Bottoming out after capsular contracture. With the capsule tighten and the implant raise up? (photo)

I had a capsular contracture in my right breast. I had surgery to fix it 2 weeks ago. That breast is now lower than the other. I went to see my surgeon and he says that it will go back up. That the capsule will tighten and it will even out. It looks to me as if it has bottomed out. 

Doctor Answers 12

With the capsule tighten and the implant raise up?

It depends on how the capsule was treated. Usually there is improvement but it is too early to draw that conclusion. Best to follow up with your PS.

Asymmetry after surgery to correct capsular contracture

You are still early after surgery, and much of the asymmetry is probably due to swelling.  It is too early to tell what the final result would be. From the photo it does not appear as though you have bottoming out.

Bottoming out after capsular contracture surgery.

Form your photos, it does not appear that you have bottoming out of the implant.  The right breast looks bigger but since it has only been two weeks since surgery, the difference in size could be from post-operative swelling.  I would wait at least another 6-8 weeks before making any final judgement about the size and shape.

John Zavell, MD, FACS
Toledo Plastic Surgeon
4.9 out of 5 stars 34 reviews

Bottoming out?

It does not look like the implant is bottoming out, it looks like the right breast is just a bit more droopy than the opposite one.

Steven Wallach, MD
New York Plastic Surgeon
4.1 out of 5 stars 24 reviews

Bottoming out after capsular contracture.

Depending on how the capsule was released an implant can become too low in the pocket, however we can't really judge based on the photo. Give things time, perhaps six months to see how the breast evens out.

Peter E. Johnson, MD
Chicago Plastic Surgeon
4.1 out of 5 stars 40 reviews

Bottoming out?

Typically "bottoming out" refers to malposition of the implant.  In other words, the implant sinks too low beneath the breast.  I see no evidence of this in your photograph.  One breast may be hanging lower than the other which is a separate issue.  Regardless, at 2 weeks you are far too early to be assessing your result.  I would advise waiting at least 3-6 months before making any judgement on size, contour, or symmetry.  At that time, if one breast remains lower than the other, you and your surgeon can make a decision on how to improve the symmetry (eg. one-sided breast lift, etc.).  Good luck with your recovery!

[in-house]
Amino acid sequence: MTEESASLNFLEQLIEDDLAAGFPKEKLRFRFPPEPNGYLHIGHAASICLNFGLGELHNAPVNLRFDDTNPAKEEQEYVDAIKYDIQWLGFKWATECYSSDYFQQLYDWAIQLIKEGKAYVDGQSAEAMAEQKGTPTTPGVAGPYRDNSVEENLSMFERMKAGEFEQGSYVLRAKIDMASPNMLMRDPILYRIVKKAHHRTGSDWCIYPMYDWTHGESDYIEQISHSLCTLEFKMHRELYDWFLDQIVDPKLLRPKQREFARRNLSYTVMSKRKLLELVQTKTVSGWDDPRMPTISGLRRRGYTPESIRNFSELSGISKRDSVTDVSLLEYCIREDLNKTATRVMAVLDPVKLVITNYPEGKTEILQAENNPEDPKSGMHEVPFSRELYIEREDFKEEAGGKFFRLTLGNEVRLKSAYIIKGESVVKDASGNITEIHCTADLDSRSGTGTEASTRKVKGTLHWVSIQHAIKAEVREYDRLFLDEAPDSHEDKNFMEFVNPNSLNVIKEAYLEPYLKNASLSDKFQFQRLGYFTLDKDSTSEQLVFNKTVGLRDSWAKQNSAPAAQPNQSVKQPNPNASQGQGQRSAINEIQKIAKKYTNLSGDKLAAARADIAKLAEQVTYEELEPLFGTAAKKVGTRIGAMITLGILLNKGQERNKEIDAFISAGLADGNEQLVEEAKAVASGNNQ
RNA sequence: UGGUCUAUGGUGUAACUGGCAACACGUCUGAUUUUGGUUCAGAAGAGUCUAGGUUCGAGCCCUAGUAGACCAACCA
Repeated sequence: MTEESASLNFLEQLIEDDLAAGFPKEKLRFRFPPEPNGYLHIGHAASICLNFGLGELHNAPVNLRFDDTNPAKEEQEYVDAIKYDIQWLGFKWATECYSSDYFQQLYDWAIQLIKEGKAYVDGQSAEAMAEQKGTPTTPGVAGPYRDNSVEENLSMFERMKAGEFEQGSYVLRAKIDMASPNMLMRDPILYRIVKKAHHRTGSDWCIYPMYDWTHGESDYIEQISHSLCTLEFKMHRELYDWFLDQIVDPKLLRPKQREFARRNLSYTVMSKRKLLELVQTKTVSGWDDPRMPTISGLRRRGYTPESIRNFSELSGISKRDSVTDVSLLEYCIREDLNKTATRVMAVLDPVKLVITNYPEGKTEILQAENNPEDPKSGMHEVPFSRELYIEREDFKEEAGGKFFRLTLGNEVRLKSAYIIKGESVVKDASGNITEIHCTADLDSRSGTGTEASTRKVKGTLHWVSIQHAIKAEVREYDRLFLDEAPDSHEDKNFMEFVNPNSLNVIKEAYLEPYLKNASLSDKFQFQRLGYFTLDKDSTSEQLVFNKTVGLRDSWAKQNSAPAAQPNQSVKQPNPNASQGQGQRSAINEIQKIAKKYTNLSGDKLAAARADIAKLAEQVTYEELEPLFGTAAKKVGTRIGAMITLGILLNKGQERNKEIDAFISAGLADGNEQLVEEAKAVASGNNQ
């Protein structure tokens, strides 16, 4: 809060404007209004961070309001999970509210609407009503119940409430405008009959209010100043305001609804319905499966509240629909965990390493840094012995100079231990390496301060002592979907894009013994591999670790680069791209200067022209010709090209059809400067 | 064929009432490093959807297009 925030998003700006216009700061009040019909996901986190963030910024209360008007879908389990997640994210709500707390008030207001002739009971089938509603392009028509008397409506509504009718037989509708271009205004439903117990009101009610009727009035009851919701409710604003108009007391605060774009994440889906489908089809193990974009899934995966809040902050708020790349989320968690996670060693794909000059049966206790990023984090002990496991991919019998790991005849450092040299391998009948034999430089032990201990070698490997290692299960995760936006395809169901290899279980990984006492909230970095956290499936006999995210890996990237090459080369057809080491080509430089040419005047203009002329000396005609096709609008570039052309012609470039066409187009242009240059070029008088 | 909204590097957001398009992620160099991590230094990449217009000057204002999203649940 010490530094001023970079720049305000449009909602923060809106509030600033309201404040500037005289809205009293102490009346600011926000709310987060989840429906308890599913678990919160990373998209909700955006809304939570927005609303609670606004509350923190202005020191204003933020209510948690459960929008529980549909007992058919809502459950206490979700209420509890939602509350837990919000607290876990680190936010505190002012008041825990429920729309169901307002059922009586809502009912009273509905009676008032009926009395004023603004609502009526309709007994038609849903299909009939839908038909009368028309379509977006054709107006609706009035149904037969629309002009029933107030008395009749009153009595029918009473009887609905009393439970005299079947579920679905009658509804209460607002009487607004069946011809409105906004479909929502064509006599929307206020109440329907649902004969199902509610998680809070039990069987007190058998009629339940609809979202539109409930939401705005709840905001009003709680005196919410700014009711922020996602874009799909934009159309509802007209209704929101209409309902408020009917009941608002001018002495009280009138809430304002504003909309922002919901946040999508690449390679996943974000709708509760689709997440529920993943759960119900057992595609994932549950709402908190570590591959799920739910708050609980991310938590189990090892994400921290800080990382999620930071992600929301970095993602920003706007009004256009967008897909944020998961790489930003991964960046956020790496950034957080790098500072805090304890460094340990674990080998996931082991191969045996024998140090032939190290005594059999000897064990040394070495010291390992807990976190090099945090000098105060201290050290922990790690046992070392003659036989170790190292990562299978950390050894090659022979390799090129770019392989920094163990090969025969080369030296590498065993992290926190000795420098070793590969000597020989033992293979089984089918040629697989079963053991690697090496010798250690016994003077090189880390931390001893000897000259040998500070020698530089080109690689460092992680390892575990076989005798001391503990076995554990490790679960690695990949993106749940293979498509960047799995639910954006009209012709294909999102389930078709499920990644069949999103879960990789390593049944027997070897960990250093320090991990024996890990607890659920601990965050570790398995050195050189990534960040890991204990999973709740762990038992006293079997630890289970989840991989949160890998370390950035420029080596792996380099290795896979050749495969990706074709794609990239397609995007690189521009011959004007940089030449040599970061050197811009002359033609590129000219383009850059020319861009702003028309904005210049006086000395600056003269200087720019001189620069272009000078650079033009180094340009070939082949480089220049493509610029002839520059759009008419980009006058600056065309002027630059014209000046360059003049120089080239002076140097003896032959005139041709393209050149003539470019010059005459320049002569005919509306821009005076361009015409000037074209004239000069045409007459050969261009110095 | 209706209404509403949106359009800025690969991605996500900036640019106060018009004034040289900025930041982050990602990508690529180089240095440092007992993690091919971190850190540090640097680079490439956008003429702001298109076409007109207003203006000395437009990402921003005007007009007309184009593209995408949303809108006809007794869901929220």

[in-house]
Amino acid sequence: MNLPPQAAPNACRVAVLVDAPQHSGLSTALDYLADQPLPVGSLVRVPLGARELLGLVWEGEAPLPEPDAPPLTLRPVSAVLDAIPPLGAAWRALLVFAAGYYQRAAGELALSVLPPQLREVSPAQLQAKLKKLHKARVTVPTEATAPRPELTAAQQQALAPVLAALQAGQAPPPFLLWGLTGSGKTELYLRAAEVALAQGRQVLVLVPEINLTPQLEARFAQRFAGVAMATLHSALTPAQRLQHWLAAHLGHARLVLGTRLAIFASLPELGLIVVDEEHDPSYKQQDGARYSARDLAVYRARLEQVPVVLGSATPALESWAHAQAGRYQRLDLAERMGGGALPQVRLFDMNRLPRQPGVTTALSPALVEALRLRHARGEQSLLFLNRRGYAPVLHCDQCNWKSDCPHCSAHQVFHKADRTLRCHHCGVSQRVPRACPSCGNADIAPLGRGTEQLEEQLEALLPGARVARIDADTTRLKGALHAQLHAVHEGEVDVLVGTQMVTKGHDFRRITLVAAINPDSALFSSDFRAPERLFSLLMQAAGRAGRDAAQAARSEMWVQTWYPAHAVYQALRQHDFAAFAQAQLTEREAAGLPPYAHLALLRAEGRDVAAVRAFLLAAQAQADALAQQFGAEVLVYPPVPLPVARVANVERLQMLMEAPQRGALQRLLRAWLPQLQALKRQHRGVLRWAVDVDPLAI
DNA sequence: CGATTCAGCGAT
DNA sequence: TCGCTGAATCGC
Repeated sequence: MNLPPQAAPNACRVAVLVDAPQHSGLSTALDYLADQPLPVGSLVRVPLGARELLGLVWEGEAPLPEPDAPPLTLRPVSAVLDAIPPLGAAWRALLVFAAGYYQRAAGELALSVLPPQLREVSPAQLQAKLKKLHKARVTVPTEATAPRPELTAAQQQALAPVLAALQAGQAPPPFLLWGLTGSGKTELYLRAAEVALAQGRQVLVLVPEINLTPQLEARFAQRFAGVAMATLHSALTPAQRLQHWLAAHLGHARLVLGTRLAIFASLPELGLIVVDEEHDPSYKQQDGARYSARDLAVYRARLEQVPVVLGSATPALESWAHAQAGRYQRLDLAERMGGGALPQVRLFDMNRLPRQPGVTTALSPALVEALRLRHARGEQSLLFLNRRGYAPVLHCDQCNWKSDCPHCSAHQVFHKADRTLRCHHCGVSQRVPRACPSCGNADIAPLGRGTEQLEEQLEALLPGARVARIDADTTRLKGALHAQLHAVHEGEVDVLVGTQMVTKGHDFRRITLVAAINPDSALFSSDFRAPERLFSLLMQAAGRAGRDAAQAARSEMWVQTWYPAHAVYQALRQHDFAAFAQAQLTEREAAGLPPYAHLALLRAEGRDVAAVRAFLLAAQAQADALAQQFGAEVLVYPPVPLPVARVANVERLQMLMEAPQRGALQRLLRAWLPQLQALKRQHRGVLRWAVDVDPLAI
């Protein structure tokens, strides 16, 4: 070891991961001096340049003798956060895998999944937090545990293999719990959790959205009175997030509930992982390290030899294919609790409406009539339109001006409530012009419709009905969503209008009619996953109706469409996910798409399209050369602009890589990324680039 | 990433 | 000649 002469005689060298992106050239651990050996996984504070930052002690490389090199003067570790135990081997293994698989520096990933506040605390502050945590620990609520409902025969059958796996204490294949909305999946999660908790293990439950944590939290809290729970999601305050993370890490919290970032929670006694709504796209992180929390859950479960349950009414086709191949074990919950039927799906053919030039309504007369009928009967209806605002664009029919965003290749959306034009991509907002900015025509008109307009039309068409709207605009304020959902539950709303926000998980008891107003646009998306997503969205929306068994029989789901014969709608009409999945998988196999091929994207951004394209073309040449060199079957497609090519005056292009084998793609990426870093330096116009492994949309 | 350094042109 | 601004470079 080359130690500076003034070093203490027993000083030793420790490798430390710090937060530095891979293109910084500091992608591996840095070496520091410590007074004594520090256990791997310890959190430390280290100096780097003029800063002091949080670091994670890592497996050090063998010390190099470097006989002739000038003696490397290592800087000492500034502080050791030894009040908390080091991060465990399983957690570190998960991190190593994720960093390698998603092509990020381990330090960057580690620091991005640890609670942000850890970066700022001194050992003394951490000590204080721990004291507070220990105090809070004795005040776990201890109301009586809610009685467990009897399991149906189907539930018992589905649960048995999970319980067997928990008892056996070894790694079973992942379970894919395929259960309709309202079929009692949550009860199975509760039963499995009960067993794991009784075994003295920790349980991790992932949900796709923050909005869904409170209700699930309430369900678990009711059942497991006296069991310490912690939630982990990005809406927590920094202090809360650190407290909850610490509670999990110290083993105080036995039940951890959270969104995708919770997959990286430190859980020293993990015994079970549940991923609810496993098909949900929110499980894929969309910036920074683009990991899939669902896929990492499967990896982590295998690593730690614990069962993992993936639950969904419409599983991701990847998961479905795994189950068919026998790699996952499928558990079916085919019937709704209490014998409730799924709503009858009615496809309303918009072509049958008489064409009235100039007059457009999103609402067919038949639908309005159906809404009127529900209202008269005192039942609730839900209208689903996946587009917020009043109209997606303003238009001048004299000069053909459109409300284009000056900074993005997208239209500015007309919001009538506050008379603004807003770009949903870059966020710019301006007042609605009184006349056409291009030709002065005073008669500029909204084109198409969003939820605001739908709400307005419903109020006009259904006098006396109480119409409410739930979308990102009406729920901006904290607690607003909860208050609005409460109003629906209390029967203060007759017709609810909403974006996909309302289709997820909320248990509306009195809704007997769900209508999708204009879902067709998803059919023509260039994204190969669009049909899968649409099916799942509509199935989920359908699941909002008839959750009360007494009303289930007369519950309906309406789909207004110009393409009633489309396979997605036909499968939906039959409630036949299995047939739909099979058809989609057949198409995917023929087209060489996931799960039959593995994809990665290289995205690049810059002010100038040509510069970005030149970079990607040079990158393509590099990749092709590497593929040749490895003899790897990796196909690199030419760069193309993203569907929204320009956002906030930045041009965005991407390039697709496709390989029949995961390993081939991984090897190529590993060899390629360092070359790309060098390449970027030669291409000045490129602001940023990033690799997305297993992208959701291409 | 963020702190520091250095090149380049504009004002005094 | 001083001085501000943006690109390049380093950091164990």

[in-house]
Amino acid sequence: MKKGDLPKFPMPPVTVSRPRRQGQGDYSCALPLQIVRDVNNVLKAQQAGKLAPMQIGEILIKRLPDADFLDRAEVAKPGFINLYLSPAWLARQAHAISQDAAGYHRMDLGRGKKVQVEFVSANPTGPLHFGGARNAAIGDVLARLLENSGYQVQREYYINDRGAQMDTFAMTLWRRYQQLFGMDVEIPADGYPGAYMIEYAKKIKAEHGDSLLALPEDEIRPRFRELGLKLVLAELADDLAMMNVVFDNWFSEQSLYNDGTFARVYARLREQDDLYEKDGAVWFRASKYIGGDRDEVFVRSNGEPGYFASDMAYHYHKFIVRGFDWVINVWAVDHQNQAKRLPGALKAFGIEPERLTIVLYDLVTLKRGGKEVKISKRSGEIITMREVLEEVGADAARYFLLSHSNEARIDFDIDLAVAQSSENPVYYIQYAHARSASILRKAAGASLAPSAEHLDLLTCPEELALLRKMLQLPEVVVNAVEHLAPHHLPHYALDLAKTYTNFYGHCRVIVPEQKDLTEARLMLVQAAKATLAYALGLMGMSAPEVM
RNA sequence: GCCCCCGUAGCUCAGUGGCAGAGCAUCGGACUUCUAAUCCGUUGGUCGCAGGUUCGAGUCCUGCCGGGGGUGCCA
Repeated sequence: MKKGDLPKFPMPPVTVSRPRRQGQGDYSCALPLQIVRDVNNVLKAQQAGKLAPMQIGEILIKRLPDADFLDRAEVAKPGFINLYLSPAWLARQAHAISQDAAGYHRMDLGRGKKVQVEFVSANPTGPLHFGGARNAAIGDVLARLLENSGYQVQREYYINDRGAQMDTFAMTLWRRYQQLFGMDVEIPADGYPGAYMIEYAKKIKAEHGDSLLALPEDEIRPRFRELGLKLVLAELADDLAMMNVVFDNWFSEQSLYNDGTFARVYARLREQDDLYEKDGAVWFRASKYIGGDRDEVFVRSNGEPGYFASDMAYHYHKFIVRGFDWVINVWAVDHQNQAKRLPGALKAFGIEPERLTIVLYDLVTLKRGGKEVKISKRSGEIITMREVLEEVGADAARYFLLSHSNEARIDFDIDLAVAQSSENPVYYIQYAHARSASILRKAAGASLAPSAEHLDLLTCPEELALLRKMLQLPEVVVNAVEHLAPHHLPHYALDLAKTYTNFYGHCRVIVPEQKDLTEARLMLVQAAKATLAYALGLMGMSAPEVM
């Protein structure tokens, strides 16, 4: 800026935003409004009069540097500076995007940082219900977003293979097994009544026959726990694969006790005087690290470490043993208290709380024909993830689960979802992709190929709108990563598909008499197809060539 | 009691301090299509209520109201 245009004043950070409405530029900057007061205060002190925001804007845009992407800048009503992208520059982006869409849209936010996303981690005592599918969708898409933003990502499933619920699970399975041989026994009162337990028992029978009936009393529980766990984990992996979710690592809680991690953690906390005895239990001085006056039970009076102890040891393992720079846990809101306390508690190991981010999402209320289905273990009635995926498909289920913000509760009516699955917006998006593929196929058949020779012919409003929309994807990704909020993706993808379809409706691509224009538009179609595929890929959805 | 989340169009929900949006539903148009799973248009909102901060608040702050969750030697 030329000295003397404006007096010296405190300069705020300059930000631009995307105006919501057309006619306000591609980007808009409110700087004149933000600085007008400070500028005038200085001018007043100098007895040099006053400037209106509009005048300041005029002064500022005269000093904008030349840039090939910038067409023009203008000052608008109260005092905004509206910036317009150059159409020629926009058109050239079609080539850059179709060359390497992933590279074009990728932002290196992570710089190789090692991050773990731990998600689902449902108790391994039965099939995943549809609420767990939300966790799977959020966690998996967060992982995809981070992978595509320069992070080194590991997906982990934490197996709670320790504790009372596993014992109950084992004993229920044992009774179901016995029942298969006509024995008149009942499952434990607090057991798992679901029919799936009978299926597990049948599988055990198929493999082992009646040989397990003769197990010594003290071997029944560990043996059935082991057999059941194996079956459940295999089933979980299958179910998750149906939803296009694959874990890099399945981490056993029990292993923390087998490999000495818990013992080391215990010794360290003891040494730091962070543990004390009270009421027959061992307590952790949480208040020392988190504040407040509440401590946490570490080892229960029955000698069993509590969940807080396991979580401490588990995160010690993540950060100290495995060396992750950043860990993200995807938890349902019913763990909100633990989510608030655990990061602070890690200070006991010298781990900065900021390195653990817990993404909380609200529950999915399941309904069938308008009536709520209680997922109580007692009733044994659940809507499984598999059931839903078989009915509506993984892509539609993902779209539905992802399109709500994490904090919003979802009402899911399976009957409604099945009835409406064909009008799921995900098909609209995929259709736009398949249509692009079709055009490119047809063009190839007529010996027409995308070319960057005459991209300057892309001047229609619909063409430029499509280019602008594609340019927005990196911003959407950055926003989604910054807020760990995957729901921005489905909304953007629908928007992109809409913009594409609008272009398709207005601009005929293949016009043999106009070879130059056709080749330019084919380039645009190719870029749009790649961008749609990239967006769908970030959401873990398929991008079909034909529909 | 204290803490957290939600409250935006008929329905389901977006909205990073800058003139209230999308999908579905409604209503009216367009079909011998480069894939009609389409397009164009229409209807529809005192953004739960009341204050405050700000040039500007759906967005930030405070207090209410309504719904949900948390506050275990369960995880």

Breasts

Thank you for your question and pictures. I actually think that the "bottomed out" breast looks better that the left one,  Wait a few months for full healing to see how things balance out. The you can make a decision as to which breast will be the best look.

Ramiro Morales, Jr., MD
Pembroke Pines Plastic Surgeon
4.6 out of 5 stars 22 reviews

Bottoming out after capsular contracture. With the capsule tighten and the implant raise up?

It is common for the implant to drop after removal of capsular contracture. Hard to say if it will tighten again. Wait 4-6 months to see. If it does not tighten may need to release the higher breast.

Bottomed out?

From the photographs you have provided, it does not look bottomed out to me. Because it's so soon after surgery there still can be some swelling weighing this implant and breast down more than the other. I would wait a few months before you can really judge the success of this procedure. Follow up with your chosen plastic surgeons recommended. Good luck.

Marc J. Salzman, MD, FACS
Louisville Plastic Surgeon
4.7 out of 5 stars 44 reviews

Still early

The best advice I can give you now is to wait 3-6 months and then re-evaluate.  I am not sure what procedure was performed so you have to rely on the experience of your surgeon.
Best Wishes,
Nana Mizuguchi, MD

Nana N. Mizuguchi, MD, FACS
Louisville Plastic Surgeon
4.7 out of 5 stars 45 reviews

These answers are for educational purposes and should not be relied upon as a substitute for medical advice you may receive from your physician. If you have a medical emergency, please call 911. These answers do not constitute or initiate a patient/doctor relationship.